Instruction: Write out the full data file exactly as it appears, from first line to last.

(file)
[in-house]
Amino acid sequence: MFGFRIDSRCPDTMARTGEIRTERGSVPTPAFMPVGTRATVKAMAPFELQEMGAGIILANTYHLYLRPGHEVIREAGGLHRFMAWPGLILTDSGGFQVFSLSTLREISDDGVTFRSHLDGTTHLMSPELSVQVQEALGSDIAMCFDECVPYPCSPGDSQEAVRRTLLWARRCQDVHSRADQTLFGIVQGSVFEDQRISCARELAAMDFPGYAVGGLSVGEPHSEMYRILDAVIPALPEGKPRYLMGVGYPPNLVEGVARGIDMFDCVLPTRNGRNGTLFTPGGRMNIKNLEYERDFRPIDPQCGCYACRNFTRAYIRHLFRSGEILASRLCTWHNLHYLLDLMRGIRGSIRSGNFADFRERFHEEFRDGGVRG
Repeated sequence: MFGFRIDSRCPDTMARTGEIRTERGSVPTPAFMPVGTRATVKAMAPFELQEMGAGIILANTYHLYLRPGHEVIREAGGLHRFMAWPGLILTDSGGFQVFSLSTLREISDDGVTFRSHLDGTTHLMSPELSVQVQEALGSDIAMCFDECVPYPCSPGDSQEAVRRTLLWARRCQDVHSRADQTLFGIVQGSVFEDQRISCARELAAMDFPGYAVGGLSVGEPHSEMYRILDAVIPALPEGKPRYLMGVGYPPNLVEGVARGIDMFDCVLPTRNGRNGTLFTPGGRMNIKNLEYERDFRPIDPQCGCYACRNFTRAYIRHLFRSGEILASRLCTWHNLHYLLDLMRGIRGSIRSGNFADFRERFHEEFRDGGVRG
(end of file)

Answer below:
[in-house]
Amino acid sequence: MFGFRIDSRCPDTMARTGEIRTERGSVPTPAFMPVGTRATVKAMAPFELQEMGAGIILANTYHLYLRPGHEVIREAGGLHRFMAWPGLILTDSGGFQVFSLSTLREISDDGVTFRSHLDGTTHLMSPELSVQVQEALGSDIAMCFDECVPYPCSPGDSQEAVRRTLLWARRCQDVHSRADQTLFGIVQGSVFEDQRISCARELAAMDFPGYAVGGLSVGEPHSEMYRILDAVIPALPEGKPRYLMGVGYPPNLVEGVARGIDMFDCVLPTRNGRNGTLFTPGGRMNIKNLEYERDFRPIDPQCGCYACRNFTRAYIRHLFRSGEILASRLCTWHNLHYLLDLMRGIRGSIRSGNFADFRERFHEEFRDGGVRG
Repeated sequence: MFGFRIDSRCPDTMARTGEIRTERGSVPTPAFMPVGTRATVKAMAPFELQEMGAGIILANTYHLYLRPGHEVIREAGGLHRFMAWPGLILTDSGGFQVFSLSTLREISDDGVTFRSHLDGTTHLMSPELSVQVQEALGSDIAMCFDECVPYPCSPGDSQEAVRRTLLWARRCQDVHSRADQTLFGIVQGSVFEDQRISCARELAAMDFPGYAVGGLSVGEPHSEMYRILDAVIPALPEGKPRYLMGVGYPPNLVEGVARGIDMFDCVLPTRNGRNGTLFTPGGRMNIKNLEYERDFRPIDPQCGCYACRNFTRAYIRHLFRSGEILASRLCTWHNLHYLLDLMRGIRGSIRSGNFADFRERFHEEFRDGGVRG